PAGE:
The “output skip count” register is used for indicating how many multicast packets following the unicast packet are to be skipped. The “output multicast count” register is used for indicating how many multicast packets following the unicast packet are to be dequeued. The “output multicast count” register is used to confirm whether a dequeue operation is necessary or not. The “output skip count” register and the “output multicast count” register are taken into consideration together. It is provided that the “output skip count” register and the “output multicast count” register are, respectively, 3 and 6. This means that there are 9 multicast packets between two unicast packets. In the 9 multicast packets, the first 3 multicast packets are to be skipped, and the last 6 multicast packets are to be dequeued. The “output skip count” register and the “output multicast count” register are used in dequeuing the packet.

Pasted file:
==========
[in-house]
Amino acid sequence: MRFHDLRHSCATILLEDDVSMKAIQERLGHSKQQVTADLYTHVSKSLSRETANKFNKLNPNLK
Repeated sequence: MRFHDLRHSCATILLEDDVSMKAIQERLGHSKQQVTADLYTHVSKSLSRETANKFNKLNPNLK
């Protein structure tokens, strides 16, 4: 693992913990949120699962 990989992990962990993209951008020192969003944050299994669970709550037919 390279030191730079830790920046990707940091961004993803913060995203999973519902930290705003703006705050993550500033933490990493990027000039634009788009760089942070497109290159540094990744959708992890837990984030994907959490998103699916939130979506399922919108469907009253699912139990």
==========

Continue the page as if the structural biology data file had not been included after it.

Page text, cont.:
The “input skip count” register is used for indicating how many multicast packets following the unicast packet are to be skipped. The “input multicast count” register is used for indicating how many multicast packets following the unicast packet are enqueued. The “input multicast count” register is used to confirm whether an enqueue operation is necessary or not. The “input skip count” register and the “input multicast count” register are taken into consideration together. It is provided that the “input skip count” register and the “input multicast count” register are, respectively, 3 and 6. This means that there are 9 multicast packets between the unicast packet and the next unicast packet. In the 9 multicast packets, the first 3 multicast packets are skipped, and the last 6 multicast packets are enqueued. The “input skip count” register and the “input multicast count” register are used in enqueuing the packet.